Electrical shock hazard: person touching chassis and power line

Furthermore, isolation failures at both “positive to chassis” and “negative to chassis” can lead to a short circuit in the HV system, leading to a fire hazard.

Isolation monitoring serves as a proactive measure, promptly detecting failures and alerting personnel through messages on the vehicle’s display or diagnostic tools. In the event of an isolation failure, the battery can take immediate protective actions, such as disconnecting its contactors or inhibiting them from closing, effectively preventing the supply of voltage to the HV bus.

What is the Safe Isolation Resistance Level in EVs?

To adhere to safety regulations in EVs, the isolation resistance between the HV lines and the chassis must meet specific criteria. According to regulations, for DC system, the minimum isolation resistance should be 100 Ω/volt of the working voltage, and for AC system, it should be 500 Ω/volt of the working voltage.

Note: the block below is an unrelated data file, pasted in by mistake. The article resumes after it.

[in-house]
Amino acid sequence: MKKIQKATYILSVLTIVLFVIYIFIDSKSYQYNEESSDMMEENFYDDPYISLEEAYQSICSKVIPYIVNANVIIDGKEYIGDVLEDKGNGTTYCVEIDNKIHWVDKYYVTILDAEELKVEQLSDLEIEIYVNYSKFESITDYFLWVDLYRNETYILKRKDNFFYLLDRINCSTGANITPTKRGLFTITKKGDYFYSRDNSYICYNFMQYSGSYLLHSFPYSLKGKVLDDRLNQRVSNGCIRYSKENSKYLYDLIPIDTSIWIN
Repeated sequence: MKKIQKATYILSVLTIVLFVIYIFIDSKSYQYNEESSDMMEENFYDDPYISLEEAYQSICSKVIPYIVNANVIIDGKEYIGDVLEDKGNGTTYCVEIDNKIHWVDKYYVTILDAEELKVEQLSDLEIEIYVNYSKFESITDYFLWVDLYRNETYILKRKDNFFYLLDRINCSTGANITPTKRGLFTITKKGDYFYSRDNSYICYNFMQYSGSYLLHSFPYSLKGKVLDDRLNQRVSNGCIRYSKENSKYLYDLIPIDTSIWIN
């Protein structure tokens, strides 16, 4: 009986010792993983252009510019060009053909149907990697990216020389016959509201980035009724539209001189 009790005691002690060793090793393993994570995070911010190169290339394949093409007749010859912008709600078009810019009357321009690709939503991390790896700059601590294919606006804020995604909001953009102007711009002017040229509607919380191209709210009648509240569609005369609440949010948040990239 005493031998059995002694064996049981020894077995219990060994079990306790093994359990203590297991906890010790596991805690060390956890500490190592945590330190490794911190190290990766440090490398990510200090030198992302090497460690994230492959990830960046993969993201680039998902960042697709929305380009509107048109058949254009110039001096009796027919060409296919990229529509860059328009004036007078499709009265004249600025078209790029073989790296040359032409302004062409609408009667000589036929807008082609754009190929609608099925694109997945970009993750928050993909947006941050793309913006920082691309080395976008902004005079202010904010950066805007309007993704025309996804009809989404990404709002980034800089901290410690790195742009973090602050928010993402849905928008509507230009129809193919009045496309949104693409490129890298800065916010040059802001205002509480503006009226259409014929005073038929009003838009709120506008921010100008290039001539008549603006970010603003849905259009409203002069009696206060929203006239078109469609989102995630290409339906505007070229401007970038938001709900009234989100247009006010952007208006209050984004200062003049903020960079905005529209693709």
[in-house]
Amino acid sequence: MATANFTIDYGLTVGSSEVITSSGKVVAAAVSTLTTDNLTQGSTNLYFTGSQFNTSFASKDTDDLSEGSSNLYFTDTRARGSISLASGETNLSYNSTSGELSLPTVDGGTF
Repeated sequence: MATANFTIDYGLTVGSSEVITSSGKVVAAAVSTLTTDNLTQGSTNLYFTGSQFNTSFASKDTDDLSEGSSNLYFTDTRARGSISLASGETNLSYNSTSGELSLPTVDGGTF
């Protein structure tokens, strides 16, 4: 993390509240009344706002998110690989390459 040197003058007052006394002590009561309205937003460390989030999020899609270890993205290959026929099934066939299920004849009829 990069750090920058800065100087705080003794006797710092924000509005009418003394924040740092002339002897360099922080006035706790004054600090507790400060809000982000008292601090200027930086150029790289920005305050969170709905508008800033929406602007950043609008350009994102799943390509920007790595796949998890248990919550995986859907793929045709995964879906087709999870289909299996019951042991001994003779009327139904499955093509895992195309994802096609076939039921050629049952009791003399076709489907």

For instance, in a 400 V battery system EV, the minimum isolation resistance required for safe operation is calculated as 400 V × 100 Ω/V = 40k Ω. Any value below this threshold is considered an isolation fault. Similarly, in the case of a 230 V AC system, which is used to power sockets in the vehicle, the required isolation resistance for safe operation is 230 V × 500 Ω/V = 115k Ω.

From above, it can be observed that AC requires a higher isolation resistance than DC, and the rationale behind this includes the following factors:

  • Lethality at Similar Voltages: When comparing 230V AC and 230V DC, AC may present a higher level of danger than DC at the same voltage. Typically, AC is rated in terms of RMS values, which are lower than peak values. Therefore, a 230V AC supply translates to a peak voltage of 325V (230 * √2 = 325). In practical terms, this means that if you have a 230V AC supply, it oscillates between a maximum of 325V and a minimum of -325V, alternating 60 times per second (60 Hz frequency). In contrast, if it were DC, the voltage would remain constant at 230 V.